Presentation Management: Why Is It Important Now

Created: Thursday, June 6, 2019, posted by Geetesh Bajaj at 9:30 am



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By AlexAnndra Ontra, James Ontra, and Geetesh Bajaj

Presentation Management: The New Strategy for Enterprise ContentThis post is part of a series on Presentation Management, and is the fifth post in this series.

Here are links to the previous posts:

  1. Presentation Management: Ending the Tangled Mess of PowerPoint?
  2. Presentation Management: What’s Wrong With PowerPoint (As If You Didn’t Know Already)
  3. Presentation Management: Visual Storytelling
  4. Presentation Management: Introducing the Discipline

This set of serialized posts is based on original content, the Presentation Management: The New Strategy for Enterprise Content book, authored by AlexAnndra Ontra and James Ontra.

Three different waves of change are merging to profoundly affect how corporations operate:

  1. The first is the flood of Millennials into the workforce, and how that generation consumes media and technology.
  2. The second is decentralization of corporate hierarchy.
  3. The third is the arrival of artificial intelligence, or AI.

Though seemingly disparate, these three elements are converging like different cold and warm fronts to combine into the perfect storm. Presentation management will help your company navigate that storm.

1. Millennials in the Workforce

Millennials – the generation born from 1981 to 1997 — will make up 75 percent of the workforce by 2025, and they are bringing their media and tech habits into the workplace. Millennials grew up digital. They are the first generation raised with mobile phones and social media. They live through their devices. Not only do they socialize with friends through apps and Instagram, but they watch TV on iPads, order food online, and send texts and email on their phones.

Not surprisingly, they are also multi-taskers with several browser windows open on their laptops along with a messaging app, and a smartphone chiming away with constant alerts. Their eyes and thoughts are accustomed to moving from one screen and idea to the next and then back again. They spend three or more hours a day looking at their phones, accustomed to instant gratification. And those same habits carry over to their professional lives.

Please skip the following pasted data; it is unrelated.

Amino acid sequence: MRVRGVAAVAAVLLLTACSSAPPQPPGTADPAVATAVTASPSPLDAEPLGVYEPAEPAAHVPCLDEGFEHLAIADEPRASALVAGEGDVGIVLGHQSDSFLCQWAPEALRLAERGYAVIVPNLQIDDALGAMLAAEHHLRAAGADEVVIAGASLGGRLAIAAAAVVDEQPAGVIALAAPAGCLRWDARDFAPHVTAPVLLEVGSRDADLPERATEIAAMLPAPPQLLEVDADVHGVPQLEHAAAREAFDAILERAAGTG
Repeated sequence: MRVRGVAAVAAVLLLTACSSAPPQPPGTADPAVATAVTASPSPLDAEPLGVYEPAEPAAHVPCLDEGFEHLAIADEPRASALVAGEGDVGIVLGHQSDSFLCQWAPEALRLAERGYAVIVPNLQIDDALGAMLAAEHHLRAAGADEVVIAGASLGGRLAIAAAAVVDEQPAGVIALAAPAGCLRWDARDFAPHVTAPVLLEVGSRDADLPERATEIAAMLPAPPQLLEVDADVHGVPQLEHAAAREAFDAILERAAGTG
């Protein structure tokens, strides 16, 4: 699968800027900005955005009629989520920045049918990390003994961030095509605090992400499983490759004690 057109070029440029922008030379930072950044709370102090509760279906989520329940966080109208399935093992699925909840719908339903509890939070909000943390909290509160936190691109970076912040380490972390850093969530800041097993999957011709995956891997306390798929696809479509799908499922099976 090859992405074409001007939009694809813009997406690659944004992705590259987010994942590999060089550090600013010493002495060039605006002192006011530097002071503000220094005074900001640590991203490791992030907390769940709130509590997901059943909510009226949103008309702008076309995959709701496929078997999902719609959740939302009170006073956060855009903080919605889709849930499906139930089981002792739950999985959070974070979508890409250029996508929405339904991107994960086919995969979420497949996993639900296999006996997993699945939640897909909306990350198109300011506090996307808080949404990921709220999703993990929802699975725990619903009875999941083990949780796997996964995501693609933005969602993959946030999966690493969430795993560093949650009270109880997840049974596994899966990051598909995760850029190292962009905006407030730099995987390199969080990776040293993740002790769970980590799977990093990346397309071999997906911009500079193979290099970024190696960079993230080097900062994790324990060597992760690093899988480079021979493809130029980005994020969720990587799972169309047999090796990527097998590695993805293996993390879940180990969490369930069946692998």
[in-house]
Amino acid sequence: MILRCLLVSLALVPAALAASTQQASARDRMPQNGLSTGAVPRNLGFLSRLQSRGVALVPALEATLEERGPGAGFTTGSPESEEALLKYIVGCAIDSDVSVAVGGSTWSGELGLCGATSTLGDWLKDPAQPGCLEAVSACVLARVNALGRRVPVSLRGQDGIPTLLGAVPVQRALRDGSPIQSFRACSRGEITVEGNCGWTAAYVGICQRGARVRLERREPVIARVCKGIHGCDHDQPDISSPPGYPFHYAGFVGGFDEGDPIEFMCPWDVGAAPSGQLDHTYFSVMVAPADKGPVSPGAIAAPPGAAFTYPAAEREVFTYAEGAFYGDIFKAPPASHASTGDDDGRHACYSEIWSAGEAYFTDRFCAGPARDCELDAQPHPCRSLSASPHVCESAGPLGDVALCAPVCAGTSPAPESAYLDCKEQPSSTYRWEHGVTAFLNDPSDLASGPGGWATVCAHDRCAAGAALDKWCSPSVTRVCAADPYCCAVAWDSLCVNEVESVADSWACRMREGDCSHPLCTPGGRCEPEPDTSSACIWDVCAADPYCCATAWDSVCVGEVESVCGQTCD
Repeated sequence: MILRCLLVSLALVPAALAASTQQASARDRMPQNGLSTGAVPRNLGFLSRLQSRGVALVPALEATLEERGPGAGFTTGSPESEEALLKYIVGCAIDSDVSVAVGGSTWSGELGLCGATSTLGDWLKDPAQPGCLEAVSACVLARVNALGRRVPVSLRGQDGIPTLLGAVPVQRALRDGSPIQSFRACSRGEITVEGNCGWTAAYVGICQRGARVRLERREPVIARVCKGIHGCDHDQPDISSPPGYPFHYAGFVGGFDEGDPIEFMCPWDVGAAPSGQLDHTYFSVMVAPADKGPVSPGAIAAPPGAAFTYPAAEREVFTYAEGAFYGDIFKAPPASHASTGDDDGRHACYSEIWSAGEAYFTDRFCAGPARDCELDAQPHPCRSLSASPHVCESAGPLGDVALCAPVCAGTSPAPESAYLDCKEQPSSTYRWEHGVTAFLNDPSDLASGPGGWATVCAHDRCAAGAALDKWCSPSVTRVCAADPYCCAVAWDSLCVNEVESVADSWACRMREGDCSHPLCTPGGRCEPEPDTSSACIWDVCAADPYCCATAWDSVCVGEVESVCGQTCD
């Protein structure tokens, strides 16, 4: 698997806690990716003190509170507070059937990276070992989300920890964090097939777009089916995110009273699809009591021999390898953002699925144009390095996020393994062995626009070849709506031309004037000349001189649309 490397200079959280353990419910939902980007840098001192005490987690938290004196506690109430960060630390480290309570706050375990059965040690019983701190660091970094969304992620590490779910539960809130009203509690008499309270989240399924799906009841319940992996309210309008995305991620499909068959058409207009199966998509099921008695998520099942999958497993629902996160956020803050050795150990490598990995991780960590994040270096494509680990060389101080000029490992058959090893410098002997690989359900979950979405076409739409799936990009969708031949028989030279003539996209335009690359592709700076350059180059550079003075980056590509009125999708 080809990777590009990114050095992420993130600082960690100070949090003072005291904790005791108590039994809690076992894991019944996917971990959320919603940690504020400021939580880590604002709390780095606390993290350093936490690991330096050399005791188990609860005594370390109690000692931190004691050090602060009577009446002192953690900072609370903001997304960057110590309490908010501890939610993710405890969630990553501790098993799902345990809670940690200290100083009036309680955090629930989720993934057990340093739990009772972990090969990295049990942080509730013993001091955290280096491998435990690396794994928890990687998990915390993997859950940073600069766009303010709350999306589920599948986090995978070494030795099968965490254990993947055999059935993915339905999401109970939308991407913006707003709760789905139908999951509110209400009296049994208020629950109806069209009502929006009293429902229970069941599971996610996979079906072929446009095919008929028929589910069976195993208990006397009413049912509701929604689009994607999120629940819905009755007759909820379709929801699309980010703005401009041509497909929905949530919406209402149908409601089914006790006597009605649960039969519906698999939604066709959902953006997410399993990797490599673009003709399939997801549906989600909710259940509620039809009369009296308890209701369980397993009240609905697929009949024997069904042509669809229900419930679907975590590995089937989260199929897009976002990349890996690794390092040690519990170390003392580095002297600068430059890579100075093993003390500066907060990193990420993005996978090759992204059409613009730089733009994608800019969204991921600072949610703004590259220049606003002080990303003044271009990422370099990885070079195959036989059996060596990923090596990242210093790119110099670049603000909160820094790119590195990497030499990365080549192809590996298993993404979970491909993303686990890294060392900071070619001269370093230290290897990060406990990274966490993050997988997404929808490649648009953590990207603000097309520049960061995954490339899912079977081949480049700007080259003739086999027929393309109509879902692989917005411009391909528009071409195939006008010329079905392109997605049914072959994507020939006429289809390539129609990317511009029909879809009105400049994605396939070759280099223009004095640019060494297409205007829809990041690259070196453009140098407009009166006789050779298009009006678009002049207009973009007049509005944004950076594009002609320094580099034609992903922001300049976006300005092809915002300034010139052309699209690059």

Why Is It Important Now 02
Image: Pixabay

Presentation management meshes slides and decks with this Millennial mentality. Without any presentation management, a typical PowerPoint deck is linear — slide one, slide two, slide three. It is a pre-planned deck – and, so, a pre-planned talk — with little room for spontaneous discussion. However, Millennials like to get information in an interactive, multi-threaded way, and here’s where presentation managements helps them make presenting more interactive.

From a Millennial standpoint, they’re thinking, “I have a question about your product, and I’d like it answered now, without having to sit through 30 more slides until you get to it.” Presentation management encourages a fluid exchange of ideas – with supporting visuals — during a meeting. It lets the presentation follow the conversation – a massively important point that we’ll dive into later.

2. Corporate Decentralization

Corporate structure and culture has been profoundly changing for years. Corporations are shifting from a hierarchical structure, to a decentralized, more autonomous workforce.

Jamie Dimon, CEO of the largest American bank, JPMorgan Chase & Co., stated in a public letter:

Bureaucracy is a disease. Bureaucracy drives out good people, slows down decision making, kills innovation and is often the petri dish of bad politics.

The corner office has gone the way of flannel suits and wingtips. Iconic American companies are moving from suburban areas to city centers. In 2017, General Electric sold its sprawling Fairfield, Conn., campus and moved its headquarters to Boston. In 2018 McDonald’s moved from Oak Brook, Ill., into downtown Chicago. Companies are moving into dynamic urban areas because that’s where college graduates want to live.

At the same time, working remotely has moved from a perk to an expectation. It is estimated that there has been a 115 percent increase in telecommuting over the last 10 years, and 43 percent of the U.S. workforce works remotely, according to the 2017 study State of Telecommuting in the U.S. Employee Workforce by Global Workplace Analytics.

Being tethered to a cubicle is not necessarily the most productive way to get the job done. Workers complain of distractions in the office from things as simple as water-cooler chitchat to colleagues walking by and asking for things. Long commutes waste time and pile on stress – the time and energy could be better spent focused on a task. In addition, workers want more flexibility in their schedules so they can balance career and family life. Ubiquitous wireless connectivity makes remote work productive.

Why Is It Important Now 03
Image: Pixabay